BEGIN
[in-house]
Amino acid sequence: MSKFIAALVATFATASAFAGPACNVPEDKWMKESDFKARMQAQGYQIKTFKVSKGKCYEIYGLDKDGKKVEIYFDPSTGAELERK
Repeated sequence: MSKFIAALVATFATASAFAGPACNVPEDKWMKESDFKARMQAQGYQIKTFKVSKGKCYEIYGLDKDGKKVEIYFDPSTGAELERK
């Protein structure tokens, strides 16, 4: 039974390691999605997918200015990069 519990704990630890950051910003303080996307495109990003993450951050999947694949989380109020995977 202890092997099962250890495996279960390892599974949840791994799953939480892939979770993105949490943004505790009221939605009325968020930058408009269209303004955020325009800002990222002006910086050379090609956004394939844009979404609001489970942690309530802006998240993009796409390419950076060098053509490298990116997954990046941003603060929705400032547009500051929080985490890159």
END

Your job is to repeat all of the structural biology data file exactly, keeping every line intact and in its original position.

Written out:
[in-house]
Amino acid sequence: MSKFIAALVATFATASAFAGPACNVPEDKWMKESDFKARMQAQGYQIKTFKVSKGKCYEIYGLDKDGKKVEIYFDPSTGAELERK
Repeated sequence: MSKFIAALVATFATASAFAGPACNVPEDKWMKESDFKARMQAQGYQIKTFKVSKGKCYEIYGLDKDGKKVEIYFDPSTGAELERK
């Protein structure tokens, strides 16, 4: 039974390691999605997918200015990069 519990704990630890950051910003303080996307495109990003993450951050999947694949989380109020995977 202890092997099962250890495996279960390892599974949840791994799953939480892939979770993105949490943004505790009221939605009325968020930058408009269209303004955020325009800002990222002006910086050379090609956004394939844009979404609001489970942690309530802006998240993009796409390419950076060098053509490298990116997954990046941003603060929705400032547009500051929080985490890159």